“For pet dogs, their owners often represent a specific safe haven; however it is clear that domestic cats are much more autonomous when it comes to coping with unusual situations.”

Source:  University of Lincoln media release

Punishment for owners who leave their pets outside in extreme weather

Illinois lawmakers have endorsed legislation that, if signed, would see owners who leave their pets outside in extreme weather sentenced to up to a year in jail and a fine of up to $2,500.

The bill has been sent to Gov. Bruce Rauner to sign into law.

A dog being watched by walker Natalia Straley plays in the snow Feb. 26, 2015, at the Montrose dog beach in Chicago.  (Anthony Souffle, Chicago Tribune)

A dog being watched by walker Natalia Straley plays in the snow Feb. 26, 2015, at the Montrose dog beach in Chicago. (Anthony Souffle, Chicago Tribune)

Sponsoring Rep. Sara Feigenholtz, D-Chicago, said the bill was inspired by recent cases of dogs during the last Northern Hemisphere winter season; the dogs froze to death.

Although the legislation has passed both the State House and Senate, it needs the Governor to make it a law.  The bill has been opposed by the farming lobby, which fears it will interfere in their businesses.

It’s a progressive piece of legislation in my opinion because animals need our protection and a judge can use his/her discretion in terms of sentencing.

And as for farming, this opens a larger debate about consumption, production economies, and animal welfare – all issues that impact our environment and animals here in New Zealand.

Kathleen Crisley, specialist in dog massage, rehabilitation and nutrition/food therapy, Canine Catering Ltd, Christchurch, New Zealand

Source:  Chicago Tribune

Animals in Emergencies – book review

AnimalsinEmergenciesCover

I have just finished reading Animals in Emergencies:  Learning from the Christchurch earthquakes by Annie Potts and Donelle Gadenne.  This was a must-read book for me.  Why?  I’m in it!

Published in late 2014, this book is largely a compilation of stories about people and animals caught up in the earthquakes of 2010 and 2011.  However, since it is also a text produced by university academics, it aims to serve a purpose as “an introduction to the specialised area of animal welfare management during emergencies.”

I found the first 90% of the book the most enjoyable.  Filled with stories of rescue, sheltering and individual owner’s tales of the earthquakes, the book serves to document – largely in the first person – the historical accounts of the days, weeks and months following the quakes.  And I like the fact that the book doesn’t just focus on companion animal dogs and cats, but also includes stories about horses, fish, hedgehogs and other species.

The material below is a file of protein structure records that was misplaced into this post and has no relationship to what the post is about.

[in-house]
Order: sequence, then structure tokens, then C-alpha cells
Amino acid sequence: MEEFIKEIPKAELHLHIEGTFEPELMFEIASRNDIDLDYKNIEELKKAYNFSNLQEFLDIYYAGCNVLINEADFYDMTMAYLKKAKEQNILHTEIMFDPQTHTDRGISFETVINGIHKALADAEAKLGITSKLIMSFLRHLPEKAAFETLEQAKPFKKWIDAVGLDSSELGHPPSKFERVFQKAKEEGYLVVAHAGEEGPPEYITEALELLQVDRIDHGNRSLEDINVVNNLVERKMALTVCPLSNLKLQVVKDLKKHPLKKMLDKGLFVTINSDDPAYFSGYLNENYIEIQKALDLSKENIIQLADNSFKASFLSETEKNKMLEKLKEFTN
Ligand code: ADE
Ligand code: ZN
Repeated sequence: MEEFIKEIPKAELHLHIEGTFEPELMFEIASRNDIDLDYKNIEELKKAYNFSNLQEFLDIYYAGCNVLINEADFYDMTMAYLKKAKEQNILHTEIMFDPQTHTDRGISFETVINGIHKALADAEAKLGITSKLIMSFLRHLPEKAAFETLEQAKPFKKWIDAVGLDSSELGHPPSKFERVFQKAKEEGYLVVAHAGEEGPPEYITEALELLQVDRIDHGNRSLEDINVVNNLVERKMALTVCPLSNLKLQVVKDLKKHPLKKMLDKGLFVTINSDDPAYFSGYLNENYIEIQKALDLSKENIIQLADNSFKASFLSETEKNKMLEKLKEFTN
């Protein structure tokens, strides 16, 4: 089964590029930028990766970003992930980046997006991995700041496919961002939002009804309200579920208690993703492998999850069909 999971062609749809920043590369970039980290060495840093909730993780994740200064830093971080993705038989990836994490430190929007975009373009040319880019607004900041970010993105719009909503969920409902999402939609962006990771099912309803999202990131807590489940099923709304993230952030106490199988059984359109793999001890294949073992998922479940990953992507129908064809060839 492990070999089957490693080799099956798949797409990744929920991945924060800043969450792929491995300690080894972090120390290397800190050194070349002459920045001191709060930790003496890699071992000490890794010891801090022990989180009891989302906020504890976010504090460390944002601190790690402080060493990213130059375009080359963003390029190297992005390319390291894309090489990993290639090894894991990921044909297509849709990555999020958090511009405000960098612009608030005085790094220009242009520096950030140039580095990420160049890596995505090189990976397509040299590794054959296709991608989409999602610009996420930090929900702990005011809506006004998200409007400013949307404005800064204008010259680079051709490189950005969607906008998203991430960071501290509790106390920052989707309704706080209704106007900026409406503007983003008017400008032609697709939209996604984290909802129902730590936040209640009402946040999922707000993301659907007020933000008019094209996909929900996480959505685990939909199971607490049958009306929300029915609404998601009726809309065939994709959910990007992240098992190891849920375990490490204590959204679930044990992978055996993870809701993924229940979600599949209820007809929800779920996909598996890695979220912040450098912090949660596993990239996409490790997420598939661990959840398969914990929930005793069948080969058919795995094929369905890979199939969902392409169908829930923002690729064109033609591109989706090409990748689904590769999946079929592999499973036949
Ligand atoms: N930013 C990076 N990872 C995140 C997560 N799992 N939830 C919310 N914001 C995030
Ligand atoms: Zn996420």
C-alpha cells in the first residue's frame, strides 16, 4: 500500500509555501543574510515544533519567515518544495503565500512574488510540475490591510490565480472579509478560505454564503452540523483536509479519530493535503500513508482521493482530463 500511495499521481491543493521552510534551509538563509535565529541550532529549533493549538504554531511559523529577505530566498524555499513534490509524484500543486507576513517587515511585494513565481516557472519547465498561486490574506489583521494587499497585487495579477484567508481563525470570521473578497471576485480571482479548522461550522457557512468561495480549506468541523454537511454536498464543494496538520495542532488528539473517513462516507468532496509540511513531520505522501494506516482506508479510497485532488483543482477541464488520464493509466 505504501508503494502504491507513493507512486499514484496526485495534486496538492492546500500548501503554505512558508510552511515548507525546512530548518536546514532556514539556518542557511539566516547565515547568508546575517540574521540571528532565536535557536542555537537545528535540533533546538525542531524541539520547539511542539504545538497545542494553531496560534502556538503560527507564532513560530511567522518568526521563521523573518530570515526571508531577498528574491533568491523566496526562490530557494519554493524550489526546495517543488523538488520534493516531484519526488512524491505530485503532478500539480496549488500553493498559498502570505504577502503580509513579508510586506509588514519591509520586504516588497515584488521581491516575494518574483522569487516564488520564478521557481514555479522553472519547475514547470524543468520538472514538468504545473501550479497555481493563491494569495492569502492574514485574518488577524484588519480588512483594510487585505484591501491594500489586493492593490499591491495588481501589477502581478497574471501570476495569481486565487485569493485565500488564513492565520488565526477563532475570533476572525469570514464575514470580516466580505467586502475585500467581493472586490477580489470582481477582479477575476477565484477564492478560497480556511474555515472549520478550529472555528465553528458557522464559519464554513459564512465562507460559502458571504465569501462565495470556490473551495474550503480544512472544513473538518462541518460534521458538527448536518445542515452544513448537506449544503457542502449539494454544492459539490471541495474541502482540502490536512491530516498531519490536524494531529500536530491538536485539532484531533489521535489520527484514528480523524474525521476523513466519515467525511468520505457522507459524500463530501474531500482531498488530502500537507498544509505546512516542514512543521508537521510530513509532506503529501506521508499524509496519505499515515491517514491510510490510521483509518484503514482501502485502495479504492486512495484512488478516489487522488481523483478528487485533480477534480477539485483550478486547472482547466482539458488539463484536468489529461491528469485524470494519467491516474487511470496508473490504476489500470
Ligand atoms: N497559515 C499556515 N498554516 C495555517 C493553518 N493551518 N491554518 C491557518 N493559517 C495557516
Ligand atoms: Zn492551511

But the last 10% of the book is rather disappointing (and it hurts me to have to say this).  Since New Zealand is a production-based economy, this book had to focus on the fate of production animals.  But this is also where the book loses its tone and momentum.  Either the authors asked for interviews with farmers and researchers and were rejected, or they simply didn’t ask – we’ll never know.

Perhaps because of the lack of firsthand accounts, the book becomes too formal in its approach to describing the impact on farm animals and animals used in research.  The text uses citations from newspaper articles at this point and becomes ‘preachy’ in terms of animal welfare.  As someone with a personal interest in animal welfare management, the issues raised in the book are not new but the distinct ‘lessons learned from Christchurch’ is very much lost on the reader.

I’m pleased this book has been produced and I’m very honored to have my story told although I know that I’m a very small contributor to the overall efforts to assist animals following the quakes.

Animals in Emergencies has been distributed to booksellers worldwide and a paperback version is available on Amazon.com.

Kathleen Crisley, specialist in dog massage, rehabilitation and nutrition/food therapy, The Balanced Dog Ltd, Christchurch, New Zealand

Doggy quote of the month for September

Once when I had remarked on the affection quite often found between cat and dog, my friend replied, ‘Yes.  But I bet no dog would ever confess it to the other dogs.’

–  C.S. Lewis

Cat-and-Dog

Researcher calls for monitoring of diseases in dogs and cats

Professor Michael Day of the School of Veterinary Sciences in Bristol, UK,  is the lead author in an article that recommends global monitoring of diseases in dogs and cats.  While it is known that many human diseases originate in animals, only diseases in livestock are currently monitored.

Professor Day makes the case that because cats and dogs are integrated into our lives and share our households, the potential for introduction of new zoonotic diseases exists.  He says:

‘The number of small companion animals is significant.  For example there are an estimated eight to ten million dogs living in up to 31 per cent of UK homes and in the USA, 72 million dogs in 37 per cent of homes. 

In developed countries the relationship between man and dogs and cats has deepened, with these animals now closely sharing the human indoor environment.  The benefits of pet ownership on human health, well-being and development are unquestionable, but as dogs and cats have moved from the barn, to the house, to the bedroom, the potential for disease spread to humans increases.’

Any new monitoring system will require resources and funding and the political will to see it established.  At a time when the global economy is struggling, one can be skeptical about whether there is a chance of seeing this recommendation become a reality.

You can read the article in the Emerging Infections Diseases journal  here.

Source:  University of Bristol media release